This year I made a big change in how we homeschool. Up to now, I let them learn whatever they want, and when they needed help, I hired an expert: skateboard lessons, pottery lessons, and biology. And I taught the kids myself if I thought I’d enjoy it, like violin, and Hebrew and boogie boarding.
But they are older now, and I’m realizing that even though I never wanted to practice music, I have enjoyed it. I like learning alongside the boys, and I like knowing that no matter what, we’ll spend that time together each day. So when my older son had to start studying for the AP European History test this year, I told him I’d be his tutor.
Expect fights. From the start I experienced huge frustration. We had a lot of fights about that he was being an idiot. I didn’t say that because I know John Gottman’s data for what makes marriage work (which I have found applied to all relationships) says that you can’t have a good lasting relationship if you name-call. So instead of telling my son I can’t believe he forgot what happened in 1648, I just drank wine. I moved our history time to 4pm because I think that’s the earliest normal people drink wine.
Teach how to learn. What I realized, though, is that I’m not teaching him the dates and the wars as much as I’m teaching him how to think about history. Thinking in a historical way is first learning to put huge timelines into our heads. Then you have to be able to plug in the history of the nation-state system, or the history of ideas, or the history of trade. The third step is layering those ideas to see patterns and relationships. I told myself his learning to learn history is like me learning to play violin. That made me more patient.
Study like the kids who cram. All AP tests are in May. Most AP test prep books are for cramming, sometimes learning the whole year’s worth of material in a week or two. So if you start with one of those books in the summer, you feel like you are really far ahead. I made a chart of how much material my son has to get through each week in order to be prepared for the test, and it wasn’t very much. So when we miss weeks because he was slow or I was pissy it doesn’t feel that terrible. I just shift the schedule a bit.
Hack the essay portion. In most AP tests the scoring is 50% for multiple choice and 50% for essays and free-response. Our strategy for biology and chemistry APs was get 100% on the multiple choice and pray on the essays, and he got a 4 and a 5. In the sciences you can write a few words and get partial credit. But a few words won’t cut it for the longer humanities essays. It turns out there is a formula for how the essays get scored. And kids memorize it.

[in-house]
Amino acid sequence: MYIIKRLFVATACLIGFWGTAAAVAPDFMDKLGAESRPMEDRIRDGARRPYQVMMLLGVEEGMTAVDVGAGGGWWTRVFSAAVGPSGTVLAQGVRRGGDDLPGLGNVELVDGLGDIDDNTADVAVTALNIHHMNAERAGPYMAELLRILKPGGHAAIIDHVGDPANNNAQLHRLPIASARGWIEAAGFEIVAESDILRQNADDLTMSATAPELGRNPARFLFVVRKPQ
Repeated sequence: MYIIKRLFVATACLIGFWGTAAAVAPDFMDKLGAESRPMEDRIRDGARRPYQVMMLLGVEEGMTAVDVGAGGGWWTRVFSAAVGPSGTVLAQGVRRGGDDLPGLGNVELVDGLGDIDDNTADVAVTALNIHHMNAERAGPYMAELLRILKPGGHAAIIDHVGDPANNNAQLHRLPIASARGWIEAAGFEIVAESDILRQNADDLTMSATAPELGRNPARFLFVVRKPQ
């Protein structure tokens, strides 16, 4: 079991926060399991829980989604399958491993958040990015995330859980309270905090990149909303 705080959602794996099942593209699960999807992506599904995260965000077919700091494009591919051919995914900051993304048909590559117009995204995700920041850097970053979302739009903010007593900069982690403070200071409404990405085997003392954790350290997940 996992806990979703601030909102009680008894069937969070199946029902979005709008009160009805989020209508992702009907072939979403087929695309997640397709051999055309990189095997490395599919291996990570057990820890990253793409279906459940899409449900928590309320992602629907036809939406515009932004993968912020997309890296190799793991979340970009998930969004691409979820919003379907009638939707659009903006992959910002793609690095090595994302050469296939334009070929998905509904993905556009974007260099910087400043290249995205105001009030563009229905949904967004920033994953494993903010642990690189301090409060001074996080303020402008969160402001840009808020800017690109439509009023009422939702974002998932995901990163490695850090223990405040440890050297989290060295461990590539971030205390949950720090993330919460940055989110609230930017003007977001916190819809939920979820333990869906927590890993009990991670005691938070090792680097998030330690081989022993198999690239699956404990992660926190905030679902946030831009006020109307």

When I found that out I hired a tutor who is also a reader of the AP essays. My son said he’s fine having me teach him. I said, “I wish I could, but what I wish more than that is you know all the tricks to get a high score on the essay.”
The tutor says things like, “This test is easier for students who hate writing because they don’t get distracted aiming for high-quality prose.”
The way the tutor describes people reading AP history essays is the way I describe people reading resumes: when you read that many, you can read the whole thing in ten seconds. A reader at the Princeton Review told me AP readers spend about two minutes grading an essay; they look at the shape of the essay, then they look at thesis sentences, then they look for supporting documents. The advice: don’t add anything they are not looking for because they won’t see it.
Don’t make studying fun. I added stuff I thought my son would like. Like the history of disease. Who doesn’t like a bit of black plague and boils? And we watched the sanitary movement. But when I took a detour before Louis XIV to learn about Molière my son said, “This is not going to be on the test.”
I said, “It’s fun! You can throw it in an essay.”
He said, “Extra knowledge of the topic is only worth one point, and I just learned ten points worth.”
So I guess my last piece of advice is:
Be careful what you wish for.